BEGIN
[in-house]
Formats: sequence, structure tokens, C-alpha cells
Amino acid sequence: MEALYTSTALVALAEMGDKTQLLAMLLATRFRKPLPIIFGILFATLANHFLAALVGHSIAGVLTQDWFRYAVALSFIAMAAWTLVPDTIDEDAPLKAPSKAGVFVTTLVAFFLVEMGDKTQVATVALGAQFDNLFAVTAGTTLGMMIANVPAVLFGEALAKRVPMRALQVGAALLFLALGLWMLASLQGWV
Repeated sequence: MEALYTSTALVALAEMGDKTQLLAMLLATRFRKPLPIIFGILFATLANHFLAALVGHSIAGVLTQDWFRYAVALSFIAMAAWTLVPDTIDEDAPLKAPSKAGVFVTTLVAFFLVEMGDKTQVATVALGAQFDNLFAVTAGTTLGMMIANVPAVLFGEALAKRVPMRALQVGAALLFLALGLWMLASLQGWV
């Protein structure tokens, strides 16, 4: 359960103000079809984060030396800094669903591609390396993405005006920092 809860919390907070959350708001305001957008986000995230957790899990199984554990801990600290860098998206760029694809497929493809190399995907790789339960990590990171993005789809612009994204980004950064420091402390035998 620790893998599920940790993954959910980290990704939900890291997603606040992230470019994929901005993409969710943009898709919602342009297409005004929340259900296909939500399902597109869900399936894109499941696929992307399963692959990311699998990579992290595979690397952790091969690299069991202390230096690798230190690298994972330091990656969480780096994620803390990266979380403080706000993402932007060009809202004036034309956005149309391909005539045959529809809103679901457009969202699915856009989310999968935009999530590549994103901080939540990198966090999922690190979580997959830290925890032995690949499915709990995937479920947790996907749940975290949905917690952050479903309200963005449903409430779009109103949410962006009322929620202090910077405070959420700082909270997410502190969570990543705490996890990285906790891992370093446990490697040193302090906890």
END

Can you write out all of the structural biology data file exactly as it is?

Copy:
[in-house]
Formats: sequence, structure tokens, C-alpha cells
Amino acid sequence: MEALYTSTALVALAEMGDKTQLLAMLLATRFRKPLPIIFGILFATLANHFLAALVGHSIAGVLTQDWFRYAVALSFIAMAAWTLVPDTIDEDAPLKAPSKAGVFVTTLVAFFLVEMGDKTQVATVALGAQFDNLFAVTAGTTLGMMIANVPAVLFGEALAKRVPMRALQVGAALLFLALGLWMLASLQGWV
Repeated sequence: MEALYTSTALVALAEMGDKTQLLAMLLATRFRKPLPIIFGILFATLANHFLAALVGHSIAGVLTQDWFRYAVALSFIAMAAWTLVPDTIDEDAPLKAPSKAGVFVTTLVAFFLVEMGDKTQVATVALGAQFDNLFAVTAGTTLGMMIANVPAVLFGEALAKRVPMRALQVGAALLFLALGLWMLASLQGWV
């Protein structure tokens, strides 16, 4: 359960103000079809984060030396800094669903591609390396993405005006920092 809860919390907070959350708001305001957008986000995230957790899990199984554990801990600290860098998206760029694809497929493809190399995907790789339960990590990171993005789809612009994204980004950064420091402390035998 620790893998599920940790993954959910980290990704939900890291997603606040992230470019994929901005993409969710943009898709919602342009297409005004929340259900296909939500399902597109869900399936894109499941696929992307399963692959990311699998990579992290595979690397952790091969690299069991202390230096690798230190690298994972330091990656969480780096994620803390990266979380403080706000993402932007060009809202004036034309956005149309391909005539045959529809809103679901457009969202699915856009989310999968935009999530590549994103901080939540990198966090999922690190979580997959830290925890032995690949499915709990995937479920947790996907749940975290949905917690952050479903309200963005449903409430779009109103949410962006009322929620202090910077405070959420700082909270997410502190969570990543705490996890990285906790891992370093446990490697040193302090906890």